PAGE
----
FIT2096 - Games programming 1 - 2018

6 points, SCA Band 2, 0.125 EFTSL

Undergraduate - Unit

Refer to the specific census and withdrawal dates for the semester(s) in which this unit is offered.

Faculty

Information Technology

Chief examiner(s)

Dr Matthew Butler

Unit guides

Offered

Clayton

  • First semester 2018 (On-campus)

Prerequisites

FIT1048 or FIT2071

Prohibitions

FIT2049

Synopsis

This unit will further develop object-oriented programming skills with the C++ language, and place them into the Games Programming context. Fundamental games programming design principles will be covered, including formal game structures and the game program loop. A number of specific games programming techniques with C++ will be also covered. These include the use of DirectX, games physics, and advanced 3D rendering, expressing these concepts through game creation using C++ and Microsoft Windows DirectX. Underpinning this will be use of fundamental mathematical principles for working with computer graphics and game interactions. This provides a strong grounding for further study in this area, especially related to games engine development and artificial intelligence.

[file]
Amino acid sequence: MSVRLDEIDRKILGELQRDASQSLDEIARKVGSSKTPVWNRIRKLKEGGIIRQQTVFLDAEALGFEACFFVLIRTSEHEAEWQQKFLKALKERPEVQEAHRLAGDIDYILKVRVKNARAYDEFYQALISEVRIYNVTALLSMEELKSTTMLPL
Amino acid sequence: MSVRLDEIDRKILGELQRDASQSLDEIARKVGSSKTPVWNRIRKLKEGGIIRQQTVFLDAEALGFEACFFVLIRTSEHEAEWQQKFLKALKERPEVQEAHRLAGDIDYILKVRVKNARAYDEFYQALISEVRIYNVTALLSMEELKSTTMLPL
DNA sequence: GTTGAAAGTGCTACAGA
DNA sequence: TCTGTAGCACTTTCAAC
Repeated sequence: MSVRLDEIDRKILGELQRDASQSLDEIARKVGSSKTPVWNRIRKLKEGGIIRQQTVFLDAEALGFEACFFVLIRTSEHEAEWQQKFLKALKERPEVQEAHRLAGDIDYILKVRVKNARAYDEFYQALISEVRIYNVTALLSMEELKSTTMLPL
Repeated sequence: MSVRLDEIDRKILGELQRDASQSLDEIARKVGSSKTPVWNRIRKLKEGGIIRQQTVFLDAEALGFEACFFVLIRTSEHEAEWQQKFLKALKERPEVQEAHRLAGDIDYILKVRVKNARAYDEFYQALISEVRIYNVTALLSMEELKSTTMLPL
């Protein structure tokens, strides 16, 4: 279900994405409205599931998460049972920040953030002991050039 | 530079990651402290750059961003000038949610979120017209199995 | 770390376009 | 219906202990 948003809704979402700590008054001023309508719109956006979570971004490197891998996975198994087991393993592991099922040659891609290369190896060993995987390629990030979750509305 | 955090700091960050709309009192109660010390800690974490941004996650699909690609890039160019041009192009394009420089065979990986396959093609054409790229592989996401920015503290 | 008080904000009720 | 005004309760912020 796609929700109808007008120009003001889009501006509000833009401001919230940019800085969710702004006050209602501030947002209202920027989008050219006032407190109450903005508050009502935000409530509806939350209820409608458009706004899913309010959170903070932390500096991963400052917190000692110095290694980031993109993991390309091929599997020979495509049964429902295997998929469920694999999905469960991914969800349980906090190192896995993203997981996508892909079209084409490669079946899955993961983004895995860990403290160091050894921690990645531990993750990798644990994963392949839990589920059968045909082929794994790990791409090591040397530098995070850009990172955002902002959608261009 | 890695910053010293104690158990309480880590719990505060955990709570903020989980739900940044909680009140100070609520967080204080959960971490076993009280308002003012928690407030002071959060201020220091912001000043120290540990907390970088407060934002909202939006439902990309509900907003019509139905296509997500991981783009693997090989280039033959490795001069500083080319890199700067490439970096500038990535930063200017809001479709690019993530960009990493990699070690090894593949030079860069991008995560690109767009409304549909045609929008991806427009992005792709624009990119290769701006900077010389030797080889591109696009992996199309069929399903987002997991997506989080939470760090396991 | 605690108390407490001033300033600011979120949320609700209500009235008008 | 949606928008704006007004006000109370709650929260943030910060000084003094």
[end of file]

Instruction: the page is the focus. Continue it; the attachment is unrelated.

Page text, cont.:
Outcomes

At the completion of this unit, students should be able to:

  1. describe the geometric meaning behind vectors and matrices, and create code that demonstrates how these can be applied practically in game programming, including for object movement and collision;
  2. create game programs that demonstrate an understanding of the programming game loop and how to set it up;
  3. create game programs that demonstrate an understanding of DirectX, including textures, displaying sprites, animation, text, and rendering;
  4. create game programs that demonstrate an understanding of physics in the games programming context, including basic movement and interaction;
  5. create game programs that demonstrate an understanding of Direct 3D rendering, including geometry, models, cameras, textures and lighting.

Assessment

Examination (2 hours): 50%; In-semester assessment: 50%

Workload requirements

Minimum total expected workload equals 12 hours per week comprising:

  1. Contact hours for on-campus students:
    • Two hours lectures
    • Two hours laboratories
  2. Additional requirements (all students):
    • A minimum of 2-3 hours of personal study per one hour of lecture time in order to satisfy the reading, tute, prac and assignment expectations.

See also Unit timetable information

This unit applies to the following area(s) of study